Since March 3, 2011, the Canadian Intellectual Property Office (CIPO) has had in a place a green technology “fast-track” program with the objective of expediting the procurement of patent protection for green technologies. Provided that a patent application relates to “technology the commercialization of which would help to resolve or mitigate environmental impacts or conserve the natural environment and resources”, examination of the application can be accelerated without the payment of any additional fees to CIPO. Under accelerated examination, an Office Action is typically received within 1 to 3 months of requesting participation in the “fast-track” program. This is a significant reduction from the 12Read More →

Congratulations to our associate, Dr. William Murphy, who recently passed his Canadian patent agent qualifying exams and is thereby eligible to be registered as a patent agent in Canada .  William initially qualified as a UK and European Patent Attorney and practised in the United Kingdom for a number of years before joining Hicks & Associates in the Spring of 2015.  William’s background is in the field of atomic and laser physics.  His practice includes drafting and prosecuting patent applications in a wide range of technical fields.Read More →

The President of the European Patent Organisation has issued a statement to reassure applicants and patentees that the referendum decision of the U.K. to leave the European Union does not affect the U.K.’s status as a contracting state of the European Patent Convention. His statement underlined that “the outcome of the referendum has no consequence on the membership of the UK to the European Patent Organisation, nor on the effect of the European Patents in the UK”. This confirms that patent protection in the U.K. can still be obtained through the European Patent Office, and that granted European patents will continue to be valid inRead More →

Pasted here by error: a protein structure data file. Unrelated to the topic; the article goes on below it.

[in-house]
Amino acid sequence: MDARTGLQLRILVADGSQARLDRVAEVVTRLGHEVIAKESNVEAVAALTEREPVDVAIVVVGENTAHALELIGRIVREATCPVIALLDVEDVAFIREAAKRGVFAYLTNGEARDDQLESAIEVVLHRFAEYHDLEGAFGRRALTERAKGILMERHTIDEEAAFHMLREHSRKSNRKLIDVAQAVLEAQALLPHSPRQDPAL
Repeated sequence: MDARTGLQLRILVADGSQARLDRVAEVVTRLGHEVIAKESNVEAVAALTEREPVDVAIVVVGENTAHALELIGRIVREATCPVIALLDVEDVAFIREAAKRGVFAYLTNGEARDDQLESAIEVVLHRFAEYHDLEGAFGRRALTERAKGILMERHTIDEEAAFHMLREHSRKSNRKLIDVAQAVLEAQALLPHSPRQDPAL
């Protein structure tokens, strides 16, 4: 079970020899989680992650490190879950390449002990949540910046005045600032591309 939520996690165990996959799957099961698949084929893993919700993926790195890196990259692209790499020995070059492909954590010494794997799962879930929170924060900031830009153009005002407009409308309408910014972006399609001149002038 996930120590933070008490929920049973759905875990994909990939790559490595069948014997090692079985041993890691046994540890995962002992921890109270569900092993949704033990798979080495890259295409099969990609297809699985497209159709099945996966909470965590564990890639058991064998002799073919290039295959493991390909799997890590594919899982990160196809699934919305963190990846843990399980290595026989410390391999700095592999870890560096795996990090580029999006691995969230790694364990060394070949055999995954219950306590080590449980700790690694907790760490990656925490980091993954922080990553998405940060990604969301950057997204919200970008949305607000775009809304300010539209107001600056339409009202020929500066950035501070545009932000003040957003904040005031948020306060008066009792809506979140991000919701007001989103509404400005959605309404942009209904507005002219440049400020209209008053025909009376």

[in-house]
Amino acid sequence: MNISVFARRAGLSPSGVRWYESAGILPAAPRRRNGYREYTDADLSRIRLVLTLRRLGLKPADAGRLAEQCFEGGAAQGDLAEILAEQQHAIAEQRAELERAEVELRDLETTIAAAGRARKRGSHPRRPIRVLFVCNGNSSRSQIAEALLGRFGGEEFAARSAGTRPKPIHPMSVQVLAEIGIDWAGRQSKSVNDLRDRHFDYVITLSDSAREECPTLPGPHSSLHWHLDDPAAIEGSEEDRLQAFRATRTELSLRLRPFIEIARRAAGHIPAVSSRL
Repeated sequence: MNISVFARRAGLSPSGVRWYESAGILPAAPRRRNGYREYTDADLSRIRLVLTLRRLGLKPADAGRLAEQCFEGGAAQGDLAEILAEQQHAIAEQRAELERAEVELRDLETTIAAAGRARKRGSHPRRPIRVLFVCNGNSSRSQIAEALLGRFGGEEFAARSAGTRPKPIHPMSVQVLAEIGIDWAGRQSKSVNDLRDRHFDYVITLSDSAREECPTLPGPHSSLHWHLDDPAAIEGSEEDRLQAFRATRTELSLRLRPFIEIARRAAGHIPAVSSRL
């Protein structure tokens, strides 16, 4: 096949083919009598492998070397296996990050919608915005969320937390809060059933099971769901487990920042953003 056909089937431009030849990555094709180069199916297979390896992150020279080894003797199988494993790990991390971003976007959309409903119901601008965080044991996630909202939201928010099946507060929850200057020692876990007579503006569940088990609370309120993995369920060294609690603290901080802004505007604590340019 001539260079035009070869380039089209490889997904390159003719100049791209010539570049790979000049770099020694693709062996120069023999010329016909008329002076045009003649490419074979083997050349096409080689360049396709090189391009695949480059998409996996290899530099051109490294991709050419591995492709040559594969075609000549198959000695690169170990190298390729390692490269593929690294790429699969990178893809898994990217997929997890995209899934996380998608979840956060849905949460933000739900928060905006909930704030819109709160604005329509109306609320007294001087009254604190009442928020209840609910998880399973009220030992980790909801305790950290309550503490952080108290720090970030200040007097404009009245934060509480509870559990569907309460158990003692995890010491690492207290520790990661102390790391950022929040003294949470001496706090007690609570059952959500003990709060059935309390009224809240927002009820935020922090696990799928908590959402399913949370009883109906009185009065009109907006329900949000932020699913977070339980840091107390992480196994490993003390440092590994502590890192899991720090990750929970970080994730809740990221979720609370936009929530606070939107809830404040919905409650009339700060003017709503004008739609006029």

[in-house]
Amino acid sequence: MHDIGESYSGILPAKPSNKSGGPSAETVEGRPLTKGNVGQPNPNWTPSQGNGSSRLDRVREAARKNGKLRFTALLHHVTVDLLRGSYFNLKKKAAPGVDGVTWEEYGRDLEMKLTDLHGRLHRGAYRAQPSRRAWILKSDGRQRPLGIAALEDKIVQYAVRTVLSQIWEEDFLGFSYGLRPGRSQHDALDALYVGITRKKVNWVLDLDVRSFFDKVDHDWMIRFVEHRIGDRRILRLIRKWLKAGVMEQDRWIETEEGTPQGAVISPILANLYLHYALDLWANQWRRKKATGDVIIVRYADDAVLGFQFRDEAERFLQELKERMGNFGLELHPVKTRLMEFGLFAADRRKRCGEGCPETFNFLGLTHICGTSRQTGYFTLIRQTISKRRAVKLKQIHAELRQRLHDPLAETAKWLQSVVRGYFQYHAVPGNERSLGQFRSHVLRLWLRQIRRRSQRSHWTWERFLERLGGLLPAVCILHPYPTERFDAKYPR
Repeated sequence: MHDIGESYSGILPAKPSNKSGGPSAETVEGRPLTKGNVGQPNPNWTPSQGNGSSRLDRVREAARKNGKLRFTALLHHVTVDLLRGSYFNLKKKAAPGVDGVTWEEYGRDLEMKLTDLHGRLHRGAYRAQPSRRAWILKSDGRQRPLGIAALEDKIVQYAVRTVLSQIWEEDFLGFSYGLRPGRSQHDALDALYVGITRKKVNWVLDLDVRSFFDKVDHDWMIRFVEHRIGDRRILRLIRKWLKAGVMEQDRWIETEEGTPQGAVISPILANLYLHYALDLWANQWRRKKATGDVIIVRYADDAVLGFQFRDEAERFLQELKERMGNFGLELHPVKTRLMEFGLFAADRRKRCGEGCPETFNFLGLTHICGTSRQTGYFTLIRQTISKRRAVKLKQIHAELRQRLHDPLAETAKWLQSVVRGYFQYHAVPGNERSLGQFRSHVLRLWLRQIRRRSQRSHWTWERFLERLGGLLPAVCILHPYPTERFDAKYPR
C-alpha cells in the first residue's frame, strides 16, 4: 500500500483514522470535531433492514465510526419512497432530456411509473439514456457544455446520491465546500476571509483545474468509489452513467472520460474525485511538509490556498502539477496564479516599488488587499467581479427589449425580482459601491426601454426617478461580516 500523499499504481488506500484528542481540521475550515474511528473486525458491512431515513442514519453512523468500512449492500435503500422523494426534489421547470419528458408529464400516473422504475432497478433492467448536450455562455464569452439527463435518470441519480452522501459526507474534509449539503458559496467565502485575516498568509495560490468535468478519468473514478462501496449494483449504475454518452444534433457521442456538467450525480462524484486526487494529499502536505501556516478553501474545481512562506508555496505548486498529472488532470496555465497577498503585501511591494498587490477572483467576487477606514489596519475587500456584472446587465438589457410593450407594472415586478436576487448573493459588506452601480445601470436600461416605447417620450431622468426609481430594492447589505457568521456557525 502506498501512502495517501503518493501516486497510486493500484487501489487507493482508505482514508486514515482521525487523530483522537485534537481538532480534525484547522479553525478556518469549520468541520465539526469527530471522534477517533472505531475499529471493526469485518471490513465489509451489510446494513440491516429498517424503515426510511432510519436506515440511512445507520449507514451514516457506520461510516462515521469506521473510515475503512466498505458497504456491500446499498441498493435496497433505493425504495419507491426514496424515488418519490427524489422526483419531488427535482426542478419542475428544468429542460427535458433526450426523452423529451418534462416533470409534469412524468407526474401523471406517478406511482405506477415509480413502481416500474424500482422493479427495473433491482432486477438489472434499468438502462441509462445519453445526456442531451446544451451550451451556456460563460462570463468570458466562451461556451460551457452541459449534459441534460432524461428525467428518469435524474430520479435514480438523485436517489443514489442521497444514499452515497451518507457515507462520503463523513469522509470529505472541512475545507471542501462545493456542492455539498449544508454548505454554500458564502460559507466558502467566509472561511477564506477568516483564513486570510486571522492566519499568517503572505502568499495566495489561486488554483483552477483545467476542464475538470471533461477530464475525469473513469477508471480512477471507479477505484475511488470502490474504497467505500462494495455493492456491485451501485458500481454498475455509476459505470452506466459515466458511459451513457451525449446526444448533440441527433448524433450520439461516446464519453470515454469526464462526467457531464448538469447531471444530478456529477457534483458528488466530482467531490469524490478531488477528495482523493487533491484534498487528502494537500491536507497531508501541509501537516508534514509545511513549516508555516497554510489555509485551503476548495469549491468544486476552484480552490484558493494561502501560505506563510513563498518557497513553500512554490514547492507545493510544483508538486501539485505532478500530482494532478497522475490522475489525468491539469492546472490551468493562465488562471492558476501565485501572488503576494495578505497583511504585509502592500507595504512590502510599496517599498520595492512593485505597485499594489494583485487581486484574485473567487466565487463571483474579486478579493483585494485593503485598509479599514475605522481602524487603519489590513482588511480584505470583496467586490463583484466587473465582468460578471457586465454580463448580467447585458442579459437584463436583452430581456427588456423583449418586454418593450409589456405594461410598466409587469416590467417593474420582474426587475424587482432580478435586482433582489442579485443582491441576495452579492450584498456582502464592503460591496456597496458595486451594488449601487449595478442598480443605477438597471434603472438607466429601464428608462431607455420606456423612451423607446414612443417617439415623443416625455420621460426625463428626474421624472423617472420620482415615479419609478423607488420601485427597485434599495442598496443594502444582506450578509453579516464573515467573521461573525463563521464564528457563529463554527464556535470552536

Eli Lilly v. Mylan 2015 FC 125 (de Montigny J; 2,371,684 – tadalafil dosage form – CIALIS) This case confirms the possibility that some actions taken during prosecution can be used to interpret the scope of a claim. Facts The patent in question relates to pharmaceuticals and in particular to dosage regimes. The patent included the following claim: 1. A pharmaceutical unit dosage form comprising about 1 to about 20 mg of a compound having the structural formula: said unit dosage form being suitable for oral administration. Issue A question arose as to whether a maximum daily dosage of 20mg should be considered to beRead More →